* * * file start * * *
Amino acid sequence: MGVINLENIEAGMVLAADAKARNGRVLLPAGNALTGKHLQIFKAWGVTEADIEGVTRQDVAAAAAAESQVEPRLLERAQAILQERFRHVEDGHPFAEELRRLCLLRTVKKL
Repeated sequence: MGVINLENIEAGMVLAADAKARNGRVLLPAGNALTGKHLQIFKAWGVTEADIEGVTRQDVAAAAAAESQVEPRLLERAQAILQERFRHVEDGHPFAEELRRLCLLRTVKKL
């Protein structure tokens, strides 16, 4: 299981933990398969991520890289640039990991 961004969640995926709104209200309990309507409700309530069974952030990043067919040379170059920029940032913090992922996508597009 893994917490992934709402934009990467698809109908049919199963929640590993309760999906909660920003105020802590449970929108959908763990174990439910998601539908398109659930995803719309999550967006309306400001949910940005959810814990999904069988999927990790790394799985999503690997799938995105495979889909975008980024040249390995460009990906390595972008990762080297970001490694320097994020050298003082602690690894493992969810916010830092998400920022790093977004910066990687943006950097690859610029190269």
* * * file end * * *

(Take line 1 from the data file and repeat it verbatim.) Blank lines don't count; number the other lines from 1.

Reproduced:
Amino acid sequence: MGVINLENIEAGMVLAADAKARNGRVLLPAGNALTGKHLQIFKAWGVTEADIEGVTRQDVAAAAAAESQVEPRLLERAQAILQERFRHVEDGHPFAEELRRLCLLRTVKKL